After a break, we watched Martin turn the dough into a sausage-shape, folding the dough onto itself, pulling the far end of the dough left and right, braiding the parts of the dough and folding them back on the dough. Having done the same at the middle and near end, he put the dough into a basket called a banneton in which he first poured a small amount of rice flour. They are called hevekurv in Norwegian, meaning leavening basket, because they are used to let the dough leaven.

Next, we should do the same as he did, but almost all of us asked Martin to help us with this work, which seemed easy when he did it, but not so easy when we should do it. Finally, everyone had a banneton with sourdough and having got both sourdough starter, flour, spatulas, a razor blade with a wooden handle and a dough scraper, we left the premises. We were told to let the dough stay in a fridge for at least 12 hours before baking it and we should use the razor blade to make some cuts in the dough such it could expand through the cracks during baking.

I baked the bread, but I had to lower the temperature from the recommended 250ºC to about 175ºC because the crust was getting burnt. After baking, I had a delicious sourdough bread for a few days.

For those who are interested in knowing more Martin’s breads, he has made a book on the breads with a couple of friends. It can be found in Norwegian here and in English here. He arranges courses occasionally and they can be found at his web page.

Making a sourdough bread or any other bakery product from sourdough entails using the same procedure for baking as was done from the dawn of civilisation to about 1900 when baker’s yeast  started replacing sourdough.

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A course on edible weeds

13 May 2017
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A short course on some common, edible weeds.

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Seminar on humus or soil organic matter

7 April 2017

A seminar on improving topsoil quality.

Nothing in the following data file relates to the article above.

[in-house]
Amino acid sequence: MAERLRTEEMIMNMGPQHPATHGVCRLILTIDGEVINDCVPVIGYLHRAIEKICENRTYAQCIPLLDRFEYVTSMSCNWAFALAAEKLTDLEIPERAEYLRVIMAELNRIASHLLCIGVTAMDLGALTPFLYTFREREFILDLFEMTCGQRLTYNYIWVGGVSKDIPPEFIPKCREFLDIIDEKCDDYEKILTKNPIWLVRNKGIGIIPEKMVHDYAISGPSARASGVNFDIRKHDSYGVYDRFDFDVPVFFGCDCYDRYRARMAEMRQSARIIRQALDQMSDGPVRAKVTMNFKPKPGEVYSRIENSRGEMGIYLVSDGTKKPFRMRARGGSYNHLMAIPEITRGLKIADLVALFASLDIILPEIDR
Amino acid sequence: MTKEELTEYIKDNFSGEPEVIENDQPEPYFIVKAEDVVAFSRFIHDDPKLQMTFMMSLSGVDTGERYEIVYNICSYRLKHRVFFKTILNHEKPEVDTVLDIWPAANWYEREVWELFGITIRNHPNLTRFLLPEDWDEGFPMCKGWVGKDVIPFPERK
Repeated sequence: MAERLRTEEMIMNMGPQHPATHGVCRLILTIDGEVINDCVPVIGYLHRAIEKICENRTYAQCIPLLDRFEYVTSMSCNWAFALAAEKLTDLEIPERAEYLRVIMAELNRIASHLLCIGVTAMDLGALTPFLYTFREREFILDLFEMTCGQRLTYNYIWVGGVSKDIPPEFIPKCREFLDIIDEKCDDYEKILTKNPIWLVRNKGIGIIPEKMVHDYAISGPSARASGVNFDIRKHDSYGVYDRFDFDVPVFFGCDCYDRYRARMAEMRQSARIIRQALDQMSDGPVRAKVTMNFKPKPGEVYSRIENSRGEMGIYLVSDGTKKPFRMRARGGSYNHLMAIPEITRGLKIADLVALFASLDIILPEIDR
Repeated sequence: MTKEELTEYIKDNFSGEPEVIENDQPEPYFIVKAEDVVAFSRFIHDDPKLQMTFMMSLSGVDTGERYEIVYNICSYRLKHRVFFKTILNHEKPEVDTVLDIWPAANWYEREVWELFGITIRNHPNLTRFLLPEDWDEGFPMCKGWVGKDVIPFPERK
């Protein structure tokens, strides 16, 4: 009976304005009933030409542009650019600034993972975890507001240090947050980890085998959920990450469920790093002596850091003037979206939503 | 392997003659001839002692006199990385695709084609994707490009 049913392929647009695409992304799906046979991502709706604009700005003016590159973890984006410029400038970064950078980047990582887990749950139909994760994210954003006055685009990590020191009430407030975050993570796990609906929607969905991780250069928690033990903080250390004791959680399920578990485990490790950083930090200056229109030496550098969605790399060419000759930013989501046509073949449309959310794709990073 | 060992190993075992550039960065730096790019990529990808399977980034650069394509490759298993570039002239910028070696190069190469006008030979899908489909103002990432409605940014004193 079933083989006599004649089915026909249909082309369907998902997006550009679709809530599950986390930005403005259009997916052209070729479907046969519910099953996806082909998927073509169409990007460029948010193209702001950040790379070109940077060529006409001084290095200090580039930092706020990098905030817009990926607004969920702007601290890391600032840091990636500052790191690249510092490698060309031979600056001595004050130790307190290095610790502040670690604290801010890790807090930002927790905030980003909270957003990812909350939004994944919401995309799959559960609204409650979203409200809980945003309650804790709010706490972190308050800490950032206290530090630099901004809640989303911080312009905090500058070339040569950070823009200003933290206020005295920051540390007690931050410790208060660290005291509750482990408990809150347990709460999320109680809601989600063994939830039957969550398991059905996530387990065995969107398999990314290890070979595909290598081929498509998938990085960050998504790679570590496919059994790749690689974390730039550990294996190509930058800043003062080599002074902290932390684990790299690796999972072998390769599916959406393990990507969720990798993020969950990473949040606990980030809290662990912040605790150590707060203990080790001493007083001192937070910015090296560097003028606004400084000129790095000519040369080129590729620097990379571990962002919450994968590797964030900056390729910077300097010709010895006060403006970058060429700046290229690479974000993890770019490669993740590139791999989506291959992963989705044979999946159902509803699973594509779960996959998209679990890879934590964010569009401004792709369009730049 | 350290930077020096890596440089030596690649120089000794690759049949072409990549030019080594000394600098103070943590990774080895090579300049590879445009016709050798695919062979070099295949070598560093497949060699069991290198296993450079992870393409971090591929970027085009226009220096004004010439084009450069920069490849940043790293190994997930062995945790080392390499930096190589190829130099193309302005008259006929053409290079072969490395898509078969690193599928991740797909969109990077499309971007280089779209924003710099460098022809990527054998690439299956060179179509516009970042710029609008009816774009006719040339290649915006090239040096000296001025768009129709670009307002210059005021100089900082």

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Microgreens course

9 March 2017
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A short course where we learned how to grow microgreens.

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Il forno del porto

12 November 2016
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Artigiani che fanno pani e delizie.

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“Il forno del porto” bakery and confectionery

12 November 2016
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A small, family-owned bakery and confectionery.

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La Parrina farm

11 November 2016
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A farm, which was founded in 1830.

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La Parrina – Antica fattoria

11 November 2016
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Un’azienda agricola che produce tanti tipi di cibi e bevande.

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Rosati Cesare farm

8 November 2016
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A family-owned sheep farm.

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Azienda agricola Rosati Cesare

8 November 2016
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Una fattoria dove le pecore vengono date una miscela dic bi che diminusce i grassi dannosi nel latte.

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Caseificio Sociale Manciano Società Agricola Cooperativa

7 November 2016
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Un caseificio che produce tanti tipi di pecorino.

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Dairy cooperative «Caseificio Sociale Manciano»

7 November 2016
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A dairy cooperative which produces a wide range of sheep’s cheeses.

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Frantoio Arienti Elia

5 November 2016
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Un vecchio frantoio che usa una macina con due pietre enormi.

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Olive oil mill of Arienti Elia

5 November 2016
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A traditional olive oil mill using millstones.

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Rustici farm

5 November 2016
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A family-owned farm which makes a wide range of agricultural products.

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Azienda agricola Rustici

5 November 2016
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Un’azienda agricola con una ampia gamma di prodotti.

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La Scapigliata Società Agricola

4 November 2016
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Un’azienda agricola dove si può andare ai concerti di jazz in estate.

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La Scapigliata farm

4 November 2016
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A farm where guests can enjoy eating outside listening to live jazz bands.

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Fishermen’s union of Porto Santo Stefano

3 November 2016
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A fish auction where fresh fish is auctioned and brought to markets in Italy.